You notice a figure sitting on a porch in the North-Western region of Ecuador. As you approach it appears to be an elderly man but as you approach him you notice that he has features that you have never seen before. His skin looks as if it has been draped onto his skeletal frame causing him to lose all age indicators. Your eyes reach his and he does not make eye contact, a clear indication that he is blind. You approach the lizard man and ask his age, he replies “Cuarenta y tres.” You wonder to yourself how could a man who is 43 years old have lost his vision and aged so prematurely? The simple answer is Onchocerciasis or more commonly known as River Blindness.
Desowitz (1981) discusses the history, causes, and possible treatments of River Blindness in his book “New Guinea Tapeworms and Jewish Grandmothers. Tales of Parasites and People.” Desowitz mainly focuses on river blindness throughout Africa but discusses how this life-altering parasite was brought to Latin America and where it is prevalent.
Desowitz (1981, p. 92) states that river blindness was first introduced to America in two waves. The first wave was in 1590 when slaves from West Africa were brought to Columbia and Venezuela for gold mining. The second occurred when Napoleon III sent Sudanese troops to Oaxaca (a state in Southern Mexico) in 1862 to help French forces fighting in the region. Over four centuries later, according to the Carter Center’s website for the Onchocerciasis Elimination Program of the Americas (2008), “in the Americas, 500,000 people are at risk for river blindness, and 180,000 are infected in endemic nations.”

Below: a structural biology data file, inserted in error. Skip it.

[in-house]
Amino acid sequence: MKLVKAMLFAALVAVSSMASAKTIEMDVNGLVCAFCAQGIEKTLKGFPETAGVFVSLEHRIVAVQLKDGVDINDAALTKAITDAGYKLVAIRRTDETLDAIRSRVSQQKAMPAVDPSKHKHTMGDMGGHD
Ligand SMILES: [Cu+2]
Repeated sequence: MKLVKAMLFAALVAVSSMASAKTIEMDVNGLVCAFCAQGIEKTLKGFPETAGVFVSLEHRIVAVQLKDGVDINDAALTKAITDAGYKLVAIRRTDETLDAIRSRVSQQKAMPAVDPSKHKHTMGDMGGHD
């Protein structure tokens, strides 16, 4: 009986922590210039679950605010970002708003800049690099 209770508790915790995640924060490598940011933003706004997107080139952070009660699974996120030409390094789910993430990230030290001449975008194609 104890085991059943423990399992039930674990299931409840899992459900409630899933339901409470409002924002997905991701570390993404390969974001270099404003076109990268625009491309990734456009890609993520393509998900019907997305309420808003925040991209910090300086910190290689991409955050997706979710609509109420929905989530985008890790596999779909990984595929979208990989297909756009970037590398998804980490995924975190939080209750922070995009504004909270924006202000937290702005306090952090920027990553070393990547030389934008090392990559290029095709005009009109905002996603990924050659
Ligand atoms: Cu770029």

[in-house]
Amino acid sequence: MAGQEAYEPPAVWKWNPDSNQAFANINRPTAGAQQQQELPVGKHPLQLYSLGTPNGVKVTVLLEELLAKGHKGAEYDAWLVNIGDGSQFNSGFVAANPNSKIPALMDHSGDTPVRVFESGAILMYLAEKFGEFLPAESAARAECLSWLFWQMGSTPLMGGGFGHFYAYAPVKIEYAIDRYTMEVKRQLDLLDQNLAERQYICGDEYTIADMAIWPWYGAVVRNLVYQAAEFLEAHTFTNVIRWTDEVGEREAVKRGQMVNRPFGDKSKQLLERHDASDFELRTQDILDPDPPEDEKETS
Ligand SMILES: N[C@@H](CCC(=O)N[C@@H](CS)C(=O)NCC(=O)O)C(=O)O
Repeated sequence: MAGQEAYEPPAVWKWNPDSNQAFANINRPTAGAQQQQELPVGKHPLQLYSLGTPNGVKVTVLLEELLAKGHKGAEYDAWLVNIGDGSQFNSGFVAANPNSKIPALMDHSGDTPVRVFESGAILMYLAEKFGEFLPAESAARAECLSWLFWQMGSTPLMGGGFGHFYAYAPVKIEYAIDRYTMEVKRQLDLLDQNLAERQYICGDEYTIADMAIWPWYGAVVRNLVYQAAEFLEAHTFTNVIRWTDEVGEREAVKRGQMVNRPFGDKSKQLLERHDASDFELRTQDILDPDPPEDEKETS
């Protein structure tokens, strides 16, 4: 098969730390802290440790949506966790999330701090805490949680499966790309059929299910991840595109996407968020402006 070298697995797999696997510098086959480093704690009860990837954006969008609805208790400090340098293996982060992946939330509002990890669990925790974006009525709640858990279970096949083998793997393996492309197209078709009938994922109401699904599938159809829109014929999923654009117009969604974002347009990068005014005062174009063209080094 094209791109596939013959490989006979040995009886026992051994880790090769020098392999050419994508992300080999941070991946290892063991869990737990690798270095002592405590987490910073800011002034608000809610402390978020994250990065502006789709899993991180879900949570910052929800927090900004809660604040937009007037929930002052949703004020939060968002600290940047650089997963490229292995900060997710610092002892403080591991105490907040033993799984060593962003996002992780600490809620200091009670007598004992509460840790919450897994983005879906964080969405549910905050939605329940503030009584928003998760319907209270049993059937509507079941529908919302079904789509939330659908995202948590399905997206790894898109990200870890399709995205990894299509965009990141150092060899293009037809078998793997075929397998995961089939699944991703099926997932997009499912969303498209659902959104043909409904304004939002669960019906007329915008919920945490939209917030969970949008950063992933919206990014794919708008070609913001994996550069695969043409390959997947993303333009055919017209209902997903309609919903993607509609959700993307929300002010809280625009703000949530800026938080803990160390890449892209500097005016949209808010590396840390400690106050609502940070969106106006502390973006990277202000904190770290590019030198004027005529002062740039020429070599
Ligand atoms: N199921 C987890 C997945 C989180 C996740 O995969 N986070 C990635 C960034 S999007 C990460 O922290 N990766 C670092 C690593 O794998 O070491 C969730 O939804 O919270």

River Blindness is prevalent in six Latin American countries: Venezuela, Brazil, Columbia, Ecuador, Guatemala, and Mexico, and affects rural peasants who do not travel frequently. Foci, the center for main disease activity, exist in Mexico and Guatemalan highlands that are at an elevation between 1,600 and 5,000ft and areas on the banks of organically rich water sources. These areas are usually located on or near coffee plantations causing 30-75% of the workers to become infected with the disease and carry it back to their communities (Desowitz 1981, p.93). The disease affects Ecuadorians and Columbians living by rivers’ shores. In Brazil and Venezuela the nomadic Yanomami population (a group who hunts and travels throughout the Amazon Rainforest), is one of the most severely affected populations due to the fact that they are at continuous risk for exposure to the vector of the river blindness parasite (The Carter Center, 2008). The Pesky Filarial Worm Known as Onchocerca Volvulus
Onchocerca Volvulus is the first cousin to the parasite that causes Elephantiasis a disease that causes the thickening of the skin and underlying tissues of a human. The parasite (Onchocerca volvulus) is the cause of river blindness and is classified as a filarial nematode, shown in Figure 1. This type of parasite is an invertebrate animal more commonly known as a roundworm. The roundworms digestive tract makes it different than other invertebrates such as cnidarians or flatworms. Figure One: Onchocerca volvulus (adult worms)
The adult worms are threadlike creatures that live within fibrous nodules beneath the human hosts skin on boney areas such as hip bones and knee caps. Female adult worms can produce over 2,000 microfilariae (eggs) everyday for its lifespan of 15-20 years. The eggs produced by the adult female worm hatch within its uterus and disperse throughout the hosts skin once released. This dispersal causes the devastating side affects of river blindness. But before the worm can begin to take its toll on the human body, it must mature within its vector the Simulium damnosum, the black fly (Desowitz 1981, p. 93). Simulium damnosum: The Vector
Desowitz (1981, p. 97) states that the black fly is highly selective in choosing where it will breed and lay its eggs. This...